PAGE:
Well-established as a hotspot for locals and tourists is the downtown area. Many of the shops and restaurants were established years ago, but they have remained as staples in the community. Used as a gathering place, Downtown Ames is great for social gatherings, leisure activities, and nightlife.
Specific attractions that visitors will love are the Reiman Gardens, Brunnier Art Museum, Christian Petersen Art Museum, Ames History Museum, Furman Aquatic Center, Ledges State Park, Brookside Park, and the Ada Hayden Heritage Park.
Iowa City, “Athens of the Midwest”
Another city destination tied to an educational institution is Iowa City with a population of 74,828 as of 2020. It’s here that the University of Iowa’s campus draws in students, families, young professionals, and new residents. At one point, the city was the state capital before it was moved to Des Moines.
While the university certainly generates plenty of tourism, Iowa City is filled to brim with tourist activities. Whether you’re looking to explore the city and its history or enjoy nature, you’re guaranteed to find your happy place in this Upper Midwest destination. Popular attractions include the Old Capitol, Downtown Iowa City, Coralville Reservoir, Terry Trueblood, Hickory Hill Park, Maquoketa Caves, and Wilson’s Orchard.
Dubuque, “The Key City”
A part of the Tri-State Area, where Iowa, Illinois and Wisconsin intersect, is the city of Dubuque. Supporting 59,667 residents as of 2020, the city has become a major center for transportation, shipping, and commerce. Tourism to the area has also been established because of the city’s natural beauty and culture. Part of the stunning cityscape is owed to the mighty Mississippi River, which runs right by Dubuque.
Downtown Dubuque is a tourist favorite not only because it is filled with shops and restaurants, but also because it features grandiose 19th century architecture. Nestled within the downtown area are more than 70 historic places that are listed on the National Register. A few of these are the Cathedral of St. Raphael, the Grand Opera House, and the Dubuque County Courthouse.
When looking for things to do, well-rated attractions include the National Mississippi River Museum & Aquarium, Dubuque Arboretum and Botanical Gardens, the Fenelon Place Elevator Company, Eagle Point Park, Dubuque Museum of Art, Dubuque Farmers’ Market, and the Mississippi Riverwalk. Additionally, the city is famous for its casinos, which are situated in two complexes just northeast of downtown.
Formed by the wind and made of loess soil are the Loess Hills in Western Iowa. Although the hills can be found in the neighboring states of Missouri, Kansas, and Nebraska too. In Iowa, the hills are very unique because of their dramatic depths, which can reach up to 200 feet.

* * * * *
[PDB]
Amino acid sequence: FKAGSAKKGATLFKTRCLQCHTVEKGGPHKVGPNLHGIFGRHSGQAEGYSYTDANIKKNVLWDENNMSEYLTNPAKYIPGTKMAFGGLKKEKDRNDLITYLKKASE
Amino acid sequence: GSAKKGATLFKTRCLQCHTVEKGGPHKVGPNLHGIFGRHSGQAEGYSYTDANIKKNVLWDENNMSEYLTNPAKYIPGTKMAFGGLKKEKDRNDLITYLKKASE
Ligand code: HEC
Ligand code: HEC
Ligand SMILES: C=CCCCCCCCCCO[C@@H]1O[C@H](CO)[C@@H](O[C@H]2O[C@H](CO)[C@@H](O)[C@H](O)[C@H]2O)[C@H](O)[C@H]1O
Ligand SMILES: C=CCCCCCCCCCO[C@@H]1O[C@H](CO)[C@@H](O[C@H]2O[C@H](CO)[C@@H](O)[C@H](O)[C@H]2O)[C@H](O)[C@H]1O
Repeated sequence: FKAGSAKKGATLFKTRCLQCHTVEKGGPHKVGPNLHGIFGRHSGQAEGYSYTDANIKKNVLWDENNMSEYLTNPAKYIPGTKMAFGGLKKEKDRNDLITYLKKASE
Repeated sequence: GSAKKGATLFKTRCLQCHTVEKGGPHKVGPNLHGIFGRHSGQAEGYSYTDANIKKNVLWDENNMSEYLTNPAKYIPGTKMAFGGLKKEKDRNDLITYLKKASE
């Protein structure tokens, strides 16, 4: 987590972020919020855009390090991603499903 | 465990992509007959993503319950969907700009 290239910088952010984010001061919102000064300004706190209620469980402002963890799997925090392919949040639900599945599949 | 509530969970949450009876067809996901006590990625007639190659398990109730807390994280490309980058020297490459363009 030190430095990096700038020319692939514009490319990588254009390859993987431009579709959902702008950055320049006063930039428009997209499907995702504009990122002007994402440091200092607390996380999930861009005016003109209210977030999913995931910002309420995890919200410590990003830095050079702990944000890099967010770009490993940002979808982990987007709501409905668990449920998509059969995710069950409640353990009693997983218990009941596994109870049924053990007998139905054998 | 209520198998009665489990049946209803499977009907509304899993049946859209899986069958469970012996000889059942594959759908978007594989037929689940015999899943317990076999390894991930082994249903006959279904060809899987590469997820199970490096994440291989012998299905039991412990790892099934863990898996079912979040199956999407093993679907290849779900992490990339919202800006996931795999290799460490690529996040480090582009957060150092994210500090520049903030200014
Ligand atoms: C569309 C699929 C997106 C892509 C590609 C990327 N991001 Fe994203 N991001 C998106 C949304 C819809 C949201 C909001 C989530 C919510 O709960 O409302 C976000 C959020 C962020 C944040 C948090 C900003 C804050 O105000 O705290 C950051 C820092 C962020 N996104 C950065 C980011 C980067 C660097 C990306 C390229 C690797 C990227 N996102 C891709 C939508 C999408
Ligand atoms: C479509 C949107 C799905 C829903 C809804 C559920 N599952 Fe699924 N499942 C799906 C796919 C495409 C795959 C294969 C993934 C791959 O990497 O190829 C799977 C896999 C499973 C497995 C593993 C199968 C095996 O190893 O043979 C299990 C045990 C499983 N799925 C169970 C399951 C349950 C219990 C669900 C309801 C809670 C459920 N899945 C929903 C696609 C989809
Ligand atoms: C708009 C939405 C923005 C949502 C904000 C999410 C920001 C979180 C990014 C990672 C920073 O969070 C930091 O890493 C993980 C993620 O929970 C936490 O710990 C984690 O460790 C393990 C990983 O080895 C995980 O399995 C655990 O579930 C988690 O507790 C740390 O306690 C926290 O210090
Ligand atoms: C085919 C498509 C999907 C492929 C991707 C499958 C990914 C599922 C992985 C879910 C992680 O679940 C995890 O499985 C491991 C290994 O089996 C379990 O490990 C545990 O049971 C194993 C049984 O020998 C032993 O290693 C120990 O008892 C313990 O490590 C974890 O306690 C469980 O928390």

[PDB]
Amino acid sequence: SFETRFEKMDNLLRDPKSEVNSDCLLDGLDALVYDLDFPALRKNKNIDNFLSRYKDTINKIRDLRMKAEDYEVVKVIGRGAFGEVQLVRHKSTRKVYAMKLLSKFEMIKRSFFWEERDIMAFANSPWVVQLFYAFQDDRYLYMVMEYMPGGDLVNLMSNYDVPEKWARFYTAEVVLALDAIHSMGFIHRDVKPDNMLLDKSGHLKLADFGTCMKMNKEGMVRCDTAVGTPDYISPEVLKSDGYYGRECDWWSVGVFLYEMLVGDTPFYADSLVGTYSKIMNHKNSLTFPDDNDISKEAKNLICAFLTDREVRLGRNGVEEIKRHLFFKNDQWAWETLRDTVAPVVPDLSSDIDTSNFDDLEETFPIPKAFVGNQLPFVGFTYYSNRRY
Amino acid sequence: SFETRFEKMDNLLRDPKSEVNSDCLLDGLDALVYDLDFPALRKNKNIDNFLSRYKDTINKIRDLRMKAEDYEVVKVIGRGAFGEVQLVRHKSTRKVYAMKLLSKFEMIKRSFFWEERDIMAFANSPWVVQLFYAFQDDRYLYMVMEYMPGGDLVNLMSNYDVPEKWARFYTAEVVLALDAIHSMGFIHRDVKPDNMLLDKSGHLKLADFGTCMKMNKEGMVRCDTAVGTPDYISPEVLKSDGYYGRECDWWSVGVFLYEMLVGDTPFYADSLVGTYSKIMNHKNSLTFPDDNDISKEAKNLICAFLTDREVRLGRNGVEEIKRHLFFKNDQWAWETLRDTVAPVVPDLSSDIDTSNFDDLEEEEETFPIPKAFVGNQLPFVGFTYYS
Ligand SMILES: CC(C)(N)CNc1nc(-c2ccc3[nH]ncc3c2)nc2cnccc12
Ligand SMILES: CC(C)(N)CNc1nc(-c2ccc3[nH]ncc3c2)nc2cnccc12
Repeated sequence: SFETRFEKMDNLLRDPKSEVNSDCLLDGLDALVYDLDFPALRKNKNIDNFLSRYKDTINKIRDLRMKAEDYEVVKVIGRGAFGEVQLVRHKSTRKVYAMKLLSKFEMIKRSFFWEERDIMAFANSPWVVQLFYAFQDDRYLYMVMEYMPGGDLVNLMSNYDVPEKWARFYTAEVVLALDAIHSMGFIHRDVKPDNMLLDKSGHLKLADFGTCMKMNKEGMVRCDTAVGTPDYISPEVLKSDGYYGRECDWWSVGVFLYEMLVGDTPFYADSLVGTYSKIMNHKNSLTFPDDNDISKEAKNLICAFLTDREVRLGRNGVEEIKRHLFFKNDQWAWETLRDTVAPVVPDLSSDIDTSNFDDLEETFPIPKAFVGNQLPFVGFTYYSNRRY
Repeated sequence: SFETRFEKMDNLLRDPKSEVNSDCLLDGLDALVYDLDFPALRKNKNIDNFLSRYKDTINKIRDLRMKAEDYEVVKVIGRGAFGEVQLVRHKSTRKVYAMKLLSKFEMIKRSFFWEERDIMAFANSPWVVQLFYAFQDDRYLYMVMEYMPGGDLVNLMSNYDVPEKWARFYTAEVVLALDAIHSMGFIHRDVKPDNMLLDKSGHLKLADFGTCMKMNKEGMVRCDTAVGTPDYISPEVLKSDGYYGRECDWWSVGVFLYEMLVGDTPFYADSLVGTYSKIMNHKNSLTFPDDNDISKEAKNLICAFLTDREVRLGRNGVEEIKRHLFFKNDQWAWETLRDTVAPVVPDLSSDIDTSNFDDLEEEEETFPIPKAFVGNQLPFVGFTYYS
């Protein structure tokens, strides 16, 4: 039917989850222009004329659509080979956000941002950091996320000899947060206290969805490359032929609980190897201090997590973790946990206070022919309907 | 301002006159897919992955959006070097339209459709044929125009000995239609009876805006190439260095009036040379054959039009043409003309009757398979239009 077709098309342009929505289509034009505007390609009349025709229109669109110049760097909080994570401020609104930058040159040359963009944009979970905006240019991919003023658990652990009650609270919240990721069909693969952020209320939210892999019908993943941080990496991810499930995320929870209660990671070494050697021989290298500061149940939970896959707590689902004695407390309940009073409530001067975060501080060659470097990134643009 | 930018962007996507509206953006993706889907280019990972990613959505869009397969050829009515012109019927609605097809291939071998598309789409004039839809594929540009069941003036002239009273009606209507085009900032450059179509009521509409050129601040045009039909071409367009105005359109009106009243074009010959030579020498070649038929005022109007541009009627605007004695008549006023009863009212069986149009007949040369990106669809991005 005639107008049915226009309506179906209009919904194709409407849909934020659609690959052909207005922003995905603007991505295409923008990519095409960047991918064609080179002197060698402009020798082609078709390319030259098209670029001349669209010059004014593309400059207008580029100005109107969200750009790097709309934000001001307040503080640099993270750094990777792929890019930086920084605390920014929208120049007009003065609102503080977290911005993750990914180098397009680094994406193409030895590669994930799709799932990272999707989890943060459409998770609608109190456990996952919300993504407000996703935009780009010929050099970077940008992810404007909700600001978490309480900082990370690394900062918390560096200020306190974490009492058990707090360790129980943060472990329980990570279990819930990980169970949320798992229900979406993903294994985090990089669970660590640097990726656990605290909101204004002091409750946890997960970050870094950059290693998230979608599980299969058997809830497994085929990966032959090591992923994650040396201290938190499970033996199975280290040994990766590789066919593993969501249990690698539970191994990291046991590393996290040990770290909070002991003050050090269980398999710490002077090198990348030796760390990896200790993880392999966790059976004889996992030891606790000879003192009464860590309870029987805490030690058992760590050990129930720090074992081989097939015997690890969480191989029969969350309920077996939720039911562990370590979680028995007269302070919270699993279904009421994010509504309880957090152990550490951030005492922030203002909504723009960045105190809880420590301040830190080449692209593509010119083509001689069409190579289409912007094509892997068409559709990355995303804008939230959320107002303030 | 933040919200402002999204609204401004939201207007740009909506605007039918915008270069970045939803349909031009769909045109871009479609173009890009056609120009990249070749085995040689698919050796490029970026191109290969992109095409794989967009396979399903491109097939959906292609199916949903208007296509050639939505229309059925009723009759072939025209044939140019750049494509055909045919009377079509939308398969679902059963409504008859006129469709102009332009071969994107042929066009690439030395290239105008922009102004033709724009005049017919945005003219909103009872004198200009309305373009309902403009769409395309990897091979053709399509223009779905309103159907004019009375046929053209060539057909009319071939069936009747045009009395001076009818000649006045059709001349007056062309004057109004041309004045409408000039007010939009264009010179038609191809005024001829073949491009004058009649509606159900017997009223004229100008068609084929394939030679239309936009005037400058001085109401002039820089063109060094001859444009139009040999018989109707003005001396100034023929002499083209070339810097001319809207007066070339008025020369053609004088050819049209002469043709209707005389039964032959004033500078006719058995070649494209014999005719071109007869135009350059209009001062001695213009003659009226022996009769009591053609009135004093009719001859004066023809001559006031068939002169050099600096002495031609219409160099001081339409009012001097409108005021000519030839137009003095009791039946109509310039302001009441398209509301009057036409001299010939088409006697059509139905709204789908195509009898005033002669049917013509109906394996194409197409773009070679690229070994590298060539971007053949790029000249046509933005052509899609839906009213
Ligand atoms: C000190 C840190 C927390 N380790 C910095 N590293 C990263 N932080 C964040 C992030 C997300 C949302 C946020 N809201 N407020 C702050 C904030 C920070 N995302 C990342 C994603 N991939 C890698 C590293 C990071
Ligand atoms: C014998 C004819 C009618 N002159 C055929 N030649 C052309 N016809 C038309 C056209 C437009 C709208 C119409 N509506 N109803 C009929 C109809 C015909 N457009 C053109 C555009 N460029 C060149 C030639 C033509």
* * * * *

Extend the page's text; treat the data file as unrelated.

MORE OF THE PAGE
Living throughout the hills are endangered prairie species of flora and fauna. Protecting some of the last prairie landscapes in the US, visitors should miss out on seeing these natural wonders at places like the Loess Hills Scenic Byway and Loess Hills State Forest.
Maquoketa Caves State Park
Arguably the most beautiful state park in Iowa is Maquoketa. The park landscape is filled with towering bluffs, rock formations, forests, and caves. A few of the most visited caverns are Shinbone Cave, Wye Cave, Dancehall Cave, and Hernando’s Hideaway. Permitted activities at the park include camping, picnicking, and hiking.
Most visitors will explore the park on foot by using the trail system that stretches for 6 miles. The trail links some of Maquoketa’s most famous caves, as well as providing access to scenic overlooks. Don’t miss the Natural Bridge above Raccoon Creek or the Balance Rock, which weighs 17 tons.
Crystal Lake Cave
Hidden underneath cornfields is the Crystal Lake Cave. Famous for its crystal formations, visitors can book a tour to see the 3,000 foot long, main cavern. Everything is well-lit and the path is graded as easy.
While the cave is open to the public, reservations are required. Tours are only given during the spring, summer, and fall months. Within the complex, there is also a gem and fossil mining areas, as well as a gift shop.
Ledges State Park
Ledges State Park is one of the most stunning spots on the Des Moines River. Renowned for its sandstone ledges that tower at heights of 100 feet, this state park is geologically and historically significant to the state.
The best way to see the rock formations is by taking the park’s main, 4-mile long trail. Visitors should keep in mind that portions of the trail are quite steep. More gentle paths include the trail to Lost Lake and the Oak Woods shelter.
Other activities include camping and the streamwalk. At the ledges, there are two shelters available for reservation – the Oak Woods picnic shelter and the Lower Ledges shelter. These shelters are for daytime use. Overnight camping sites can be reserved or there are a few that can be taken on a first-come, first-serve basis.
Effigy Mounds National Monument
Protecting more than 200 American Indian mounds, the Effigy Mounds National Monument is much more than an outdoor recreational area. This national monument is focused on educating visitors about the history of mound builders and the cultural significance of their creations. A beautiful monument, visitors will be awestruck at the natural beauty, as well as the local wildlife, which they may be lucky enough to see along the trail.
Often omitted from travel lists, Iowa is a hidden gem in the Upper Midwest. Looking beyond the agricultural fields, discover the many unique attractions, fun cities, and historic sites. Without the popularity and crowds of other destinations, Iowa is like a personal paradise for curious travelers. If you’re willing to wander from the beaten path, the Hawkeye State is a strong candidate for an unforgettable vacation.